Embodied at the GPO

Chris O’Rourke

Five stars

21 April 2016

This year’s Dublin Dance Festival kicks off a month ahead of its main schedule with a unique collaborative project commissioned by the newly opened GPO Witness History Centre. Directed by Liz Roche, ‘Embodied’ at the GPO features six dance solos choreographed and, in most cases, performed by six of the foremost female choreographers based in Ireland today. With the GPO providing history and context as well as location, location, location, 'Embodied' responds by exploring the role of women as initiators both during and since 1916 and sets out to interrogate, and respond to, the male voiced Proclamation of Irish independence.


Under Liz Roche’s astute direction ‘Embodied’ at the GPO’s solo pieces are assembled into a cohesive circularity that sets up ‘Embodied’s’ journey and brings it all home. Beginning with Jessie Keenan’s ‘Her Supreme Hour’ and Liv O’Donoghue’s performance art based ‘The 27th Manifesto,’ both performances are heavily dominated by text as both performers set about reclaiming the female voice from the language of men.


In Sibéal Davitt’s excellent ‘Fógraím/I Proclaim’ text gives way to the dominance of the body as words are deconstructed into the dots and dashes of Morse code. Fusing sean-nós with contemporary dance Davitt lets loose, delivering a raw, rhythmic, primal yet playful performance that is searingly powerful and a sheer joy to behold. The body again dominates in Jasmin Chiodí’s delightful ‘The endless story of trying to make new out of a single self.’ Visually arresting, the Rapunzel like Chiodí’s attempts to balance on the barricades again incorporates much from performance art, with words giving way to sound and movement in a performance wonderfully moving in its struggle and simplicity. Photographer and visual artist Luca Truffarelli’s hypnotic video, ‘Here and through’ gently suggests the path of the soul as it endlessly journeys through the past, present and future.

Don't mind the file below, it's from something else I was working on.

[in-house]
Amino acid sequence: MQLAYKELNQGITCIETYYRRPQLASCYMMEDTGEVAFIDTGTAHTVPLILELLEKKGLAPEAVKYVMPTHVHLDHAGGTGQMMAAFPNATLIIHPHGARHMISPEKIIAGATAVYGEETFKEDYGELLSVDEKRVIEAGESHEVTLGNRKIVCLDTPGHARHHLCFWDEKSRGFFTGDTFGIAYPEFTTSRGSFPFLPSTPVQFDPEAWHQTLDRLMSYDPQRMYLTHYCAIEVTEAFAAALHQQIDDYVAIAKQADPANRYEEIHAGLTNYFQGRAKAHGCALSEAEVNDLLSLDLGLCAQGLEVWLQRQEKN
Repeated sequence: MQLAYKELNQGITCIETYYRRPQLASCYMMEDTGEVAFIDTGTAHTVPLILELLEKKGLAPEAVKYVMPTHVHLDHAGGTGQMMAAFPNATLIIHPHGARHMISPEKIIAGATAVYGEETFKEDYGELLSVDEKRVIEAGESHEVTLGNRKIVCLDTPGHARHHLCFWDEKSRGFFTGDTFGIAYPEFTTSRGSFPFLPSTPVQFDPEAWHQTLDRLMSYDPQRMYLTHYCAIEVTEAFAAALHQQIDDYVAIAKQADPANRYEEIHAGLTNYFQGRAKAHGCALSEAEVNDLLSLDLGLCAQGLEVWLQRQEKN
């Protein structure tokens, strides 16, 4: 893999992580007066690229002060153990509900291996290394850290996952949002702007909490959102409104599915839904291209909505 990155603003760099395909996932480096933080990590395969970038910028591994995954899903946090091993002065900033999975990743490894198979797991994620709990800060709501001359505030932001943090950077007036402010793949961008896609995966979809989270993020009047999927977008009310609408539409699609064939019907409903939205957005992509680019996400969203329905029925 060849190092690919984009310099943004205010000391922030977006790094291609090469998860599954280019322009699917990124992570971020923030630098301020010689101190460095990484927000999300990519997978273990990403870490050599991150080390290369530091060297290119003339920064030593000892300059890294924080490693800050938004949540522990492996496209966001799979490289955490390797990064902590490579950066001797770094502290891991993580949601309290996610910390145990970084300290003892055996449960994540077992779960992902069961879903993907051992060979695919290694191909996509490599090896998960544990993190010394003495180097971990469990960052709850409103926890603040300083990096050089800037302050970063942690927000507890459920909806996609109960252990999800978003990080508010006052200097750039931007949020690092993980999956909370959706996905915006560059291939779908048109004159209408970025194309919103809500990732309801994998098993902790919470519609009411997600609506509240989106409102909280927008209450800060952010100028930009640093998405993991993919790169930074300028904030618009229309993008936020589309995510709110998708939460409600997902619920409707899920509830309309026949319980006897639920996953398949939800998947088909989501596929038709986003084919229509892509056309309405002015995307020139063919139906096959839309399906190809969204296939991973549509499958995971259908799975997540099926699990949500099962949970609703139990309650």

This is immediately followed by Junk Ensemble’s stunning ‘Walking Pale.’ Here choreographers Megan and Jessica Kennedy collaborate with the formidable Olwen Fouéré to craft a simple, yet profoundly moving piece. Here the privileged position of the silent spectator is called into question as they look down from above on the warrior like Fouéré, like some gladiatorial Sisyphus trapped in her cage, greasing her shoulders before dragging her spoon laden cloak endlessly through the gravel.


Roche closes ‘Embodied’s’ circle by reintroducing text in Emma O’ Kane’s wonderfully understated, ‘160 Voices.’ Here women find their voices, along with the rest of humanity, all of whom give voice to their collective hopes, fears, concerns and aspirations which O’Kane compliments with subtle choreographic expressions as body and text become one. With ‘Embodied’ the Dublin Dance Festival 2016, has nailed its colours firmly to the mast. As well as successfully marking the recent opening of the GPO Witness History Centre, ‘Embodied’ declares that this year’s Dublin Dance Festival has set its standards extremely high indeed. Powerful, haunting, and jaw droppingly good at times, ‘Embodied’s’ only real failing lies in the shortness of its run. Beg, borrow or steal a ticket. Or pray it comes around again. For this is a production not to be missed.


‘Embodied’ at the GPO, by Dublin Dance Festival, commissioned by An Post GPO Witness History Centre, runs at the GPO until April 22nd.